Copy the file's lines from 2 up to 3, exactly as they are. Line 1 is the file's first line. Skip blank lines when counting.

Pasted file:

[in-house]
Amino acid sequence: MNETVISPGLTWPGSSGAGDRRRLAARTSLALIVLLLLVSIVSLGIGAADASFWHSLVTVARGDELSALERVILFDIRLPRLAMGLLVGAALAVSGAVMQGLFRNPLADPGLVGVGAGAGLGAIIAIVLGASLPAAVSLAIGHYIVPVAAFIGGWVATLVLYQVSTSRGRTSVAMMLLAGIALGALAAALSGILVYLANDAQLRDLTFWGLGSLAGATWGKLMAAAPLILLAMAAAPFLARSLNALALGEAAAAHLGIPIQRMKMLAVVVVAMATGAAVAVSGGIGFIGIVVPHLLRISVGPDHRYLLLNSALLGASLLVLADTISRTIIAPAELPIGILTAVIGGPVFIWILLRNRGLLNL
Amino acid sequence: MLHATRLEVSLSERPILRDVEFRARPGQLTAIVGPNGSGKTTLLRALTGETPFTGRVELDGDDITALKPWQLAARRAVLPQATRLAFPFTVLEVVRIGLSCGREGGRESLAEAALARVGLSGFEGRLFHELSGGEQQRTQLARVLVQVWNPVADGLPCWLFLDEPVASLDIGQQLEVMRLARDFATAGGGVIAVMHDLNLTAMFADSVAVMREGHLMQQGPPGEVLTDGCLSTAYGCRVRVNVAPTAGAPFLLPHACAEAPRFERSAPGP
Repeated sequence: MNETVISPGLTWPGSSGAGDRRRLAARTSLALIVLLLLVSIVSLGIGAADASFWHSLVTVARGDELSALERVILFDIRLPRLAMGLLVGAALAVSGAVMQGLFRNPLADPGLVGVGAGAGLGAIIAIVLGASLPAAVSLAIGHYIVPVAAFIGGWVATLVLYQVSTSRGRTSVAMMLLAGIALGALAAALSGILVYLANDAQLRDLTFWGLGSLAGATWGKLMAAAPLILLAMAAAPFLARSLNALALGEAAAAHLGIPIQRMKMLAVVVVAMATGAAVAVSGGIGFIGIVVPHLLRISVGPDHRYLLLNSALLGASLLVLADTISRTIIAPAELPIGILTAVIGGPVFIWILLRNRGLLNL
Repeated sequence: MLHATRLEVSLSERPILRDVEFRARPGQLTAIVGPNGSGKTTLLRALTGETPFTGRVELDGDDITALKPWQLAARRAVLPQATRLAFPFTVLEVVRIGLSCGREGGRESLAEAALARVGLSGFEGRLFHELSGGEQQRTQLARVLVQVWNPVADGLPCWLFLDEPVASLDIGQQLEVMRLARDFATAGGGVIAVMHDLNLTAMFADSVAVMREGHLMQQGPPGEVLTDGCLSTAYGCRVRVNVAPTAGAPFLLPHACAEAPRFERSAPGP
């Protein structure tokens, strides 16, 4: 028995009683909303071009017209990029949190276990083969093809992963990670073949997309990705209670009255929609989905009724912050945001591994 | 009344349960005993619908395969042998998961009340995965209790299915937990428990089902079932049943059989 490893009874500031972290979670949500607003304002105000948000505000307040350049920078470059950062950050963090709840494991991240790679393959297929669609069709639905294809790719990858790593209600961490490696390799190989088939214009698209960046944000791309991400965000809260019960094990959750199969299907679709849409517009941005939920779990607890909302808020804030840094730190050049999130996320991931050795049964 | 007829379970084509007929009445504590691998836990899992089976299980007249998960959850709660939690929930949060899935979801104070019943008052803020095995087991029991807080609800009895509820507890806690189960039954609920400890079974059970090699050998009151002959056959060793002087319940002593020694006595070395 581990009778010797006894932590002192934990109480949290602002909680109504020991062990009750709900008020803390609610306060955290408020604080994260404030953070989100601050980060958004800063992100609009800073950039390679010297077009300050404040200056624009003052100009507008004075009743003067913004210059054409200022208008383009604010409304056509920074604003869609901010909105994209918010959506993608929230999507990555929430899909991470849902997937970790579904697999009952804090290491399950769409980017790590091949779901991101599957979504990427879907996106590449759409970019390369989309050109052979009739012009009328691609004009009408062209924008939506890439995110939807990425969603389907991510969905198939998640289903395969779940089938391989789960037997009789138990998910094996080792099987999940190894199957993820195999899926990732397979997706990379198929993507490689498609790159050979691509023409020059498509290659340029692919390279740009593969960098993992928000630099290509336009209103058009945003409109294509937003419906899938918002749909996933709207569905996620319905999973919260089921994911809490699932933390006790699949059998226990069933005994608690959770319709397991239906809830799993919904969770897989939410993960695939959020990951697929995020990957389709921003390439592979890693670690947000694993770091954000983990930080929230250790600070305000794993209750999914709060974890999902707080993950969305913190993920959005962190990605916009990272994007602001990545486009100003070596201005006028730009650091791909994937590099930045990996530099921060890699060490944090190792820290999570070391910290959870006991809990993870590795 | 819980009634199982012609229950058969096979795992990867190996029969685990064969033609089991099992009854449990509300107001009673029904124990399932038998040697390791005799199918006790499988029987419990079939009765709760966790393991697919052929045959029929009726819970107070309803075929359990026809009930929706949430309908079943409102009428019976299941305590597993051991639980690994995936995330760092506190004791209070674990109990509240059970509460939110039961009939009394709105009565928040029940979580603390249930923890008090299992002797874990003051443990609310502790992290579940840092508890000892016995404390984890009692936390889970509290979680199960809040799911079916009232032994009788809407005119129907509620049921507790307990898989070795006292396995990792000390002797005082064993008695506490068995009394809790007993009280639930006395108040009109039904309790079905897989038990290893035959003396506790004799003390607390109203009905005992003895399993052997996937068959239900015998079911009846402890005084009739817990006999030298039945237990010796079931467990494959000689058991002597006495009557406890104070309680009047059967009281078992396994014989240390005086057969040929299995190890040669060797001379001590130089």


Amino acid sequence: MNETVISPGLTWPGSSGAGDRRRLAARTSLALIVLLLLVSIVSLGIGAADASFWHSLVTVARGDELSALERVILFDIRLPRLAMGLLVGAALAVSGAVMQGLFRNPLADPGLVGVGAGAGLGAIIAIVLGASLPAAVSLAIGHYIVPVAAFIGGWVATLVLYQVSTSRGRTSVAMMLLAGIALGALAAALSGILVYLANDAQLRDLTFWGLGSLAGATWGKLMAAAPLILLAMAAAPFLARSLNALALGEAAAAHLGIPIQRMKMLAVVVVAMATGAAVAVSGGIGFIGIVVPHLLRISVGPDHRYLLLNSALLGASLLVLADTISRTIIAPAELPIGILTAVIGGPVFIWILLRNRGLLNL
Amino acid sequence: MLHATRLEVSLSERPILRDVEFRARPGQLTAIVGPNGSGKTTLLRALTGETPFTGRVELDGDDITALKPWQLAARRAVLPQATRLAFPFTVLEVVRIGLSCGREGGRESLAEAALARVGLSGFEGRLFHELSGGEQQRTQLARVLVQVWNPVADGLPCWLFLDEPVASLDIGQQLEVMRLARDFATAGGGVIAVMHDLNLTAMFADSVAVMREGHLMQQGPPGEVLTDGCLSTAYGCRVRVNVAPTAGAPFLLPHACAEAPRFERSAPGP